A Monetary Conditions Index (MCI), a weighted average of the short-term interest rate and the exchange rate, has commonly been used, at least in open economies, as a composite measure of the stance of monetary policy. The MCI concept was based on empirical findings that inflationary pressures are determined by excess aggregate demand and that monetary policy mainly affects aggregate demand via its leverage over short-term interest rates and the real exchange rate.
Changes in the stance of monetary policy affect short-term money market interest rates, which in turn influence the investment and saving decisions of households and firms and thus domestic demand conditions. A change in short-term interest rates changes, ceteris paribus, the interest rate differential vis-à vis the rest of the world and may thus lead to a change in the real exchange rate, which in turn affects the competitiveness of domestic firms vis-à-vis foreign firms and thus external demand conditions.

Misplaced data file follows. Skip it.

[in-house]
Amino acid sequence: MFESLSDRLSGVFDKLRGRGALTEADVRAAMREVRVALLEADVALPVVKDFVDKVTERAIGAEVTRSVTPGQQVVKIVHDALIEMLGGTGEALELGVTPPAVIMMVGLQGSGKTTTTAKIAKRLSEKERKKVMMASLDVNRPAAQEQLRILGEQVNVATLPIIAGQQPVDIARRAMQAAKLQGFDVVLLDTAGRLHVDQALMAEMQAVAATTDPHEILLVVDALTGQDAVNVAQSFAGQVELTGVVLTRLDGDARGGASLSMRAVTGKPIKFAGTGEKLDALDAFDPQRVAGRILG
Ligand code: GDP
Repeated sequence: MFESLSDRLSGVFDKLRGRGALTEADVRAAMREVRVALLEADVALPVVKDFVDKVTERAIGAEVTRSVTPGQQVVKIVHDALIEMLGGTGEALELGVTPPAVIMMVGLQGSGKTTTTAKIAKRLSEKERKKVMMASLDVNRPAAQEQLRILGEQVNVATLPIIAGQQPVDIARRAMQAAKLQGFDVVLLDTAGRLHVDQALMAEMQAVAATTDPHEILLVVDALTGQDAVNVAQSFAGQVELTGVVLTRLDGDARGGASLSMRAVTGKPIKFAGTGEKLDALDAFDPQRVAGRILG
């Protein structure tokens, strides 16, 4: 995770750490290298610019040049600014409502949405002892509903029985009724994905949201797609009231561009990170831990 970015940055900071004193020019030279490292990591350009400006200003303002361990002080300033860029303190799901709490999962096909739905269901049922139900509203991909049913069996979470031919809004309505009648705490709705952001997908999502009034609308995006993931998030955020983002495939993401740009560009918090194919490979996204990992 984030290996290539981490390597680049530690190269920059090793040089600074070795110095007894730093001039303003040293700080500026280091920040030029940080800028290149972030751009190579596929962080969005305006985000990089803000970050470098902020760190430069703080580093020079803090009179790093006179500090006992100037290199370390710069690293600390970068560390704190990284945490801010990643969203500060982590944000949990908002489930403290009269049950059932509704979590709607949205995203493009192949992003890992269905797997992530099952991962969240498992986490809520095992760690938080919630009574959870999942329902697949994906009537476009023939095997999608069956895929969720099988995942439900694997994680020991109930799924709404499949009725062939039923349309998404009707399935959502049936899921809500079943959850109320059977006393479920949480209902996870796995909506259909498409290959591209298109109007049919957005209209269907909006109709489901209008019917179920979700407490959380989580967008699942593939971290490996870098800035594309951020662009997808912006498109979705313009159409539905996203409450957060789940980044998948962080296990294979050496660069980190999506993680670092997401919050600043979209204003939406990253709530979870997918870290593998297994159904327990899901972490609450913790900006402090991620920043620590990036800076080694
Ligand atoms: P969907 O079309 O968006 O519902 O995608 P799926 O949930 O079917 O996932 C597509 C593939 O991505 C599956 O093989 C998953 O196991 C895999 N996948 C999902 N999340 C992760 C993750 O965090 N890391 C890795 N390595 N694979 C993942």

Recent developments in theoretical and empirical research on the monetary transmission process imply that property and equity prices may also play an important role in the transmission of monetary policy via wealth and balance sheet effects. Monetary policy can affect property and equity prices via arbitrage effects and/or a change in discounted expected future dividends, which gives rise to the wealth effect and the balance sheet effect of monetary policy.
A wealth effect may arise because a change in asset prices affects the financial wealth of consumers, which may induce them to change their consumption plans (Modigliani, 1971). The strength of the wealth effect of a change in asset prices depends in part on the share of the respective asset in private sector wealth. Table 1 shows the composition of household wealth in the G7 countries in 1998. In all countries, maybe except for Japan, housing assets account for a substantial share in household wealth. Equity accounts for a lower share than housing assets throughout, but there are significant differences across countries. The share of equity in household wealth is considerable in the US, Italy, the UK and Canada, but negligible in Japan, Germany and France.